oa South African Journal of Chemistry - Modelling sulphur clusters for an understanding of ultramarine
|Article Title||Modelling sulphur clusters for an understanding of ultramarine|
|© Publisher:||South African Chemical Institute (SACI)|
|Journal||South African Journal of Chemistry|
|Author||Andreas A. Landman and Danita De Waal|
|Publication Date||Jan 2005|
|Pages||46 - 52|
|Keyword(s)||Modelling, Ultramarine pigments and Woodward-Hoffmann analysis|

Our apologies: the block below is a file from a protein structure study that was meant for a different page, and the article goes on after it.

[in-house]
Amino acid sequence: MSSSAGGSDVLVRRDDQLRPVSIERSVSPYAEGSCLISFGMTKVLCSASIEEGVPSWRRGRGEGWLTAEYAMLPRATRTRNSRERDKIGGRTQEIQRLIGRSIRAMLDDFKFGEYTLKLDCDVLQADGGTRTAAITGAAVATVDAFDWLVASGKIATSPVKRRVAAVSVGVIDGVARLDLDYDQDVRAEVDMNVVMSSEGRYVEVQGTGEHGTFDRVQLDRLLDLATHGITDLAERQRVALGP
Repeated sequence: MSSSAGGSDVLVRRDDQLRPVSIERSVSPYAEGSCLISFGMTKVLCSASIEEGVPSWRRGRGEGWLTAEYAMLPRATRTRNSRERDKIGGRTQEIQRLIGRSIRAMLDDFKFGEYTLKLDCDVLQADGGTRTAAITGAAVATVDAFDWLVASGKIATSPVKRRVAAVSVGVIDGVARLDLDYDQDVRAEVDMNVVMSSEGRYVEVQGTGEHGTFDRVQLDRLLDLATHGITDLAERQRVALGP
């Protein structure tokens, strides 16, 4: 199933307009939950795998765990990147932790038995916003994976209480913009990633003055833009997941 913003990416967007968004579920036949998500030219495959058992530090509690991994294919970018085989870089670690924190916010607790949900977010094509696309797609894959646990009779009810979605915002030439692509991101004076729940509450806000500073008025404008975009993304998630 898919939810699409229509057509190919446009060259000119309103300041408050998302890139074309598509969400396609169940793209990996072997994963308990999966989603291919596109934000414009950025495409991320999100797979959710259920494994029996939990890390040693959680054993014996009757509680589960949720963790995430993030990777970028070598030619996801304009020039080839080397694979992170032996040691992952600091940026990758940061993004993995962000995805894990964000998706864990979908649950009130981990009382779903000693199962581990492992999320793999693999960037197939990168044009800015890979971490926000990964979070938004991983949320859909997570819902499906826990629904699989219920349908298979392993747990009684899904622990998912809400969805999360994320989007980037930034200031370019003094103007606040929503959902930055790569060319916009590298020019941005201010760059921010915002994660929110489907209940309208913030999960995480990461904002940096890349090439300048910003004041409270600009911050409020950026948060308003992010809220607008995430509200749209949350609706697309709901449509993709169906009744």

Ultramarine pigments are aluminosilicate-based and contain sulphur-based chromophores. Self-consistent-field Hartree-Fock and Moller-Plesset second order perturbation theory were applied to determine the relative stability of S2, S2-., S22-, and S3, S3-., S32-. The singly charged species was found to be the most stable in both sets. The transition from green to blue ultramarine is thought to be the transformation of the doubly charged species to the singly charged species and is known to be exothermic. Modelling studies supported this hypothesis. The open, C2v, isomer was found to be the most stable for the S3-. molecule, which is the blue chromophore in ultramarine. The closed, D3h, geometry represents a transition state. The S4 molecule is the most likely chromophore in ultramarine red; however the specific isomer is uncertain. Under the assumption that S4 was formed by a concerted reaction between S3-. and S+., a Woodward-Hoffmann analysis of the molecular orbitals of S3-. and S+. supported the formation of the puckered square S4, pyramidal S4, double triangle S4, and gauche S4 chain isomers. The gauche S4 chain is the most likely isomer in ultramarine red.
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